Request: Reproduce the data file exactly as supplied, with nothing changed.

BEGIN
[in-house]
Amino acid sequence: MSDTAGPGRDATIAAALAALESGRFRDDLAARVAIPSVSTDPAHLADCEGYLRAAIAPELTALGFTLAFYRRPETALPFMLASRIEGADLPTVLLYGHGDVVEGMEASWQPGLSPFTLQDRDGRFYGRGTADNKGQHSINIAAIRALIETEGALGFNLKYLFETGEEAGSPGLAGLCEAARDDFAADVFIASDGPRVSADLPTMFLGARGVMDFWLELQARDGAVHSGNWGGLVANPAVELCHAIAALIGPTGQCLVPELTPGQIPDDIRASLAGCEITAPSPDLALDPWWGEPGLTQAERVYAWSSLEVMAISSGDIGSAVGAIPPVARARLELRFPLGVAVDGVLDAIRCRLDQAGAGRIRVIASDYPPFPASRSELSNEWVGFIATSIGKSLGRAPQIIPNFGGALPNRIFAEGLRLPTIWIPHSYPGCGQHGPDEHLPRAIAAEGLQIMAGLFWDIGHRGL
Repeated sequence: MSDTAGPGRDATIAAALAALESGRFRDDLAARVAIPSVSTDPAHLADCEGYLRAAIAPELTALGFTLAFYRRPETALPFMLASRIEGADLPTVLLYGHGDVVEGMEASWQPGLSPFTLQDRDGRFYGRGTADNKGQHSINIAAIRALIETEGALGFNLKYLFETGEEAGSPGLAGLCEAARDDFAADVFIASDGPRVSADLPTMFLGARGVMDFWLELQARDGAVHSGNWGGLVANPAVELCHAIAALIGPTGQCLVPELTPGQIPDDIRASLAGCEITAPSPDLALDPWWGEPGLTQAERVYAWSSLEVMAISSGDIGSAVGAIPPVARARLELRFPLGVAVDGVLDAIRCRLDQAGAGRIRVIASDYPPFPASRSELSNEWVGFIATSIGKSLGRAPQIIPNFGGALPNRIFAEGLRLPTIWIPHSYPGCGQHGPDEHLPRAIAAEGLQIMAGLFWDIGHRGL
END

[in-house]
Amino acid sequence: MSDTAGPGRDATIAAALAALESGRFRDDLAARVAIPSVSTDPAHLADCEGYLRAAIAPELTALGFTLAFYRRPETALPFMLASRIEGADLPTVLLYGHGDVVEGMEASWQPGLSPFTLQDRDGRFYGRGTADNKGQHSINIAAIRALIETEGALGFNLKYLFETGEEAGSPGLAGLCEAARDDFAADVFIASDGPRVSADLPTMFLGARGVMDFWLELQARDGAVHSGNWGGLVANPAVELCHAIAALIGPTGQCLVPELTPGQIPDDIRASLAGCEITAPSPDLALDPWWGEPGLTQAERVYAWSSLEVMAISSGDIGSAVGAIPPVARARLELRFPLGVAVDGVLDAIRCRLDQAGAGRIRVIASDYPPFPASRSELSNEWVGFIATSIGKSLGRAPQIIPNFGGALPNRIFAEGLRLPTIWIPHSYPGCGQHGPDEHLPRAIAAEGLQIMAGLFWDIGHRGL
Repeated sequence: MSDTAGPGRDATIAAALAALESGRFRDDLAARVAIPSVSTDPAHLADCEGYLRAAIAPELTALGFTLAFYRRPETALPFMLASRIEGADLPTVLLYGHGDVVEGMEASWQPGLSPFTLQDRDGRFYGRGTADNKGQHSINIAAIRALIETEGALGFNLKYLFETGEEAGSPGLAGLCEAARDDFAADVFIASDGPRVSADLPTMFLGARGVMDFWLELQARDGAVHSGNWGGLVANPAVELCHAIAALIGPTGQCLVPELTPGQIPDDIRASLAGCEITAPSPDLALDPWWGEPGLTQAERVYAWSSLEVMAISSGDIGSAVGAIPPVARARLELRFPLGVAVDGVLDAIRCRLDQAGAGRIRVIASDYPPFPASRSELSNEWVGFIATSIGKSLGRAPQIIPNFGGALPNRIFAEGLRLPTIWIPHSYPGCGQHGPDEHLPRAIAAEGLQIMAGLFWDIGHRGL